GOOD MORNING: The O.J. Simpson criminal trial will get new conversation and connotation when “12 Angry Men” gets its Showtime airing later this year. The question of “reasonable doubt” was/is the theme of Reginald Rose’s story, as it was in the Simpson case. Billy Friedkin, directing the MGM Worldwide TV/Showtime 1997 version of Rose’s story, admits even though he is positive of Simpson’s guilt, the “reasonable doubt” requirement would have caused him to vote for Simpson’s acquittal — but not in the civil trial, he emphasizes, which brought out evidence that removed all “reasonable doubt.” I caught up with Friedkin and his magnificent 12 men on Stage One at Raleigh Studios, Wednesday. Outside on Bronson Ave. 13 identical trailers (“Tough to find,” said producer Terry Donnelly) were parked for the cast — and one for Friedkin. Everyone — including Friedkin — is working for scale on a favored nations contract, a labor of love. He is shooting the two-hour cabler in 11 days, having rehearsed two weeks. I brought to the set a copy of Daily Variety’s review of the original UA feature (from Rose’s earlier teleplay). The date of the review: Feb. 27, 1957 — exactly 40 years ago. They were amazed at the coincidence. Further, the review pointed out that Rose “had stressed the importance of taking into account the question off ‘reasonable doubt.’ In the Sidney Lumet-directed movie (1957), it was Henry Fonda who held out for a “reasonable doubt” innocence verdict. In the Friedkin pic, it is Jack Lemmon who leads the reasoning. While Rose’s script is altered only for modern references (like the Tyson-Holyfield fight instead of Dempsey-Firpo) and for four black jurors instead of the original all white jury. Friedkin did cast a femme, however, Mary McDonnell, as the judge. “We couldn’t have had women jurors,” reasoned Friedkin. “Could we call it ‘Eight Angry Men and Four Angry Women’?” And in the current “Men,” black thesp Courtney B. Vance is the jury foreman, originally played by Martin Balsam. Also, Mykelti Williamson, as a member of the Nation of Islam, is also revealed as a bigot. His juror role was originally played by Ed Begley. Also adding a different note to the cast is Dorian Harewood (the role was played by Jack Klugman), back from tour in “Kiss of the Spider Woman” and readying an album. Rounding out the jurors: Ossie Davis, Edward James Olmos, Oscar nominee Armin Mueller-Stahl, Hume Cronyn, George C. Scott, James Gandolfini, William Peterson and Tony Danza, fresh from a Rainbow and Stars stint and readying an Aussie tour of his act plus NBC pilot. Danza’s not intimidated by this veteran group –” They raise you up,” he said They are an impressive group as they sit in the nondescript room and spew out the lengthy dialog sans errors — each takes over two minutes. Karl Malden was to have been one of the cast but, after a couple of days’ rehearsals, he felt “uneasy” about how medication (for prostate treatment) was affecting him. The quintessential pro, Malden bowed out. “Nothing like this ever happened to me before,” But he plans to be back at work shortly. He sounded great and he’s completed his book (Simon & Schuster) “When Do I Start?”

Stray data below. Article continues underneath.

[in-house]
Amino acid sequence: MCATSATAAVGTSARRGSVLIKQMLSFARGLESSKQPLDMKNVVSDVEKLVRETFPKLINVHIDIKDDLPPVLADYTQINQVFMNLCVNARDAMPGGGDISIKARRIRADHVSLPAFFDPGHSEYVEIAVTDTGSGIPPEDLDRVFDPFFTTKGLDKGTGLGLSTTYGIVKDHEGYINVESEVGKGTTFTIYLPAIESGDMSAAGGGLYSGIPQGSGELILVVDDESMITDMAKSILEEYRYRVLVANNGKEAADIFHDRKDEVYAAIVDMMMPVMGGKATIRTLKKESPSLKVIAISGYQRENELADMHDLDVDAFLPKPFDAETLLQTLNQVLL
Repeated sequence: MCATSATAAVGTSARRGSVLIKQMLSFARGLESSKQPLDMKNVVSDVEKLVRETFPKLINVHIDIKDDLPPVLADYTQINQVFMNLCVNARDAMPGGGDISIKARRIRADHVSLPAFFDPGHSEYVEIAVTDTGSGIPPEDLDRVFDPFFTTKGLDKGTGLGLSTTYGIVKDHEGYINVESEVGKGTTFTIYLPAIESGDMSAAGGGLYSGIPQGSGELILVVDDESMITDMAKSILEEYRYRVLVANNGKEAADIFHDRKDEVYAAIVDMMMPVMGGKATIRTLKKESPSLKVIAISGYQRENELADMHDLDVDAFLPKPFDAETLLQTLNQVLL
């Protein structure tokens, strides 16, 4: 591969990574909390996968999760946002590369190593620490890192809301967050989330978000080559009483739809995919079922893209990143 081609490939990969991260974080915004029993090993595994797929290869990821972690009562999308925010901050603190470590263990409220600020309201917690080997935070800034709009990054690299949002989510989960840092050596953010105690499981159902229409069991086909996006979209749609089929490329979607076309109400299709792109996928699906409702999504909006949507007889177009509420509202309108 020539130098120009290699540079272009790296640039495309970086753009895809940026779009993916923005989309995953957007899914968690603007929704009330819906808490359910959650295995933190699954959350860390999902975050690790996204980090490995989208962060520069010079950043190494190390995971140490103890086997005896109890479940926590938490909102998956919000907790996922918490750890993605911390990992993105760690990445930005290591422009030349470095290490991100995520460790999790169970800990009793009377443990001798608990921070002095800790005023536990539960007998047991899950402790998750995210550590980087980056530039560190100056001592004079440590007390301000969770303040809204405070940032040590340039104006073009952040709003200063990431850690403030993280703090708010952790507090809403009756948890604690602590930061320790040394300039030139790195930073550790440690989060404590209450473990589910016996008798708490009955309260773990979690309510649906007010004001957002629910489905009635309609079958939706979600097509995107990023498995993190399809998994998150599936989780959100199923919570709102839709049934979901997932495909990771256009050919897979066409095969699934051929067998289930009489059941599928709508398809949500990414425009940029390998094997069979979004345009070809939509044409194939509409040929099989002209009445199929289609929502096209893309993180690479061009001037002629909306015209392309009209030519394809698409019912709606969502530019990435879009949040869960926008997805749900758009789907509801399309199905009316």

FRIEDKIN WANTED TO DO THE SHOW LIVE — and they could have done it, they are so perfect. He even thought of doing it in black and white. He’ll bring in the movie for Showtime’s standard price — “around 3-4 million.” He edits as he goes — every editing note is on his script pages. He bounds between setside monitors of his two hand-held cameras and the sparse set, keeping the pace constantly going. “Right away,” he shouts after each take is completed. The breaks are brief — no extraneous takes — everyone knows exactly what he is doing. Everyone on the sidelines is awed. John Frankenheimer, Friedkin’s idol, even stopped by to watch. Hume Cronyn’s wife, writer Susan Cooper C. admitted “I should be in the trailer working on my script (for Showtime), ‘Dinner at the Homesick Restaurant’ — but this is too exciting.” She had written Cronyn’s last TV’er for Showtime, “Alone” and the last for Jessica Tandy with Hume, “To Dance With the White Dog. … Jack Lemmon told me plans are off for him and Walter Matthau to reteam in “Grumpy Old Men III” — until the budget can be trimmed for the Italy-set sequel. Jack, meanwhile, is planning another pic, “Against the Wind” for Hallmark with Glenn Jordan directing, Larry Turman producing — as they trio’d previously with Lemmon on “Mass Appeal”. … Friedkin’s completed the script of “Jack the Ripper,” which Steve Tisch will produce in England — all roles except one are British. Added coincidence — in my column of Feb. 27, 1957, I wrote, “Tony Curtis caught part one of Studio One’s ‘The Defenders,” sent for next week’s script and now wants to film it for his indie.” Fade out and fade into Feb. 27, 1997 — ‘”The Defenders” was also Reginald Rose’s — and he’s readying a new “Defenders” series based on those legalistics! In the original, Ralph Bellamy and William Shatner were father and son attorneys and Steve McQueen was the defendant accused of murder. … And for the latest Oscar news: Barbra Streisand has decided not to sing her nominated tune, “I Finally Found Someone” from “The Mirror Has Two Faces.” She wrote it with Marvin Hamlisch, Bryan Adams and Robert “Mutt” Lange.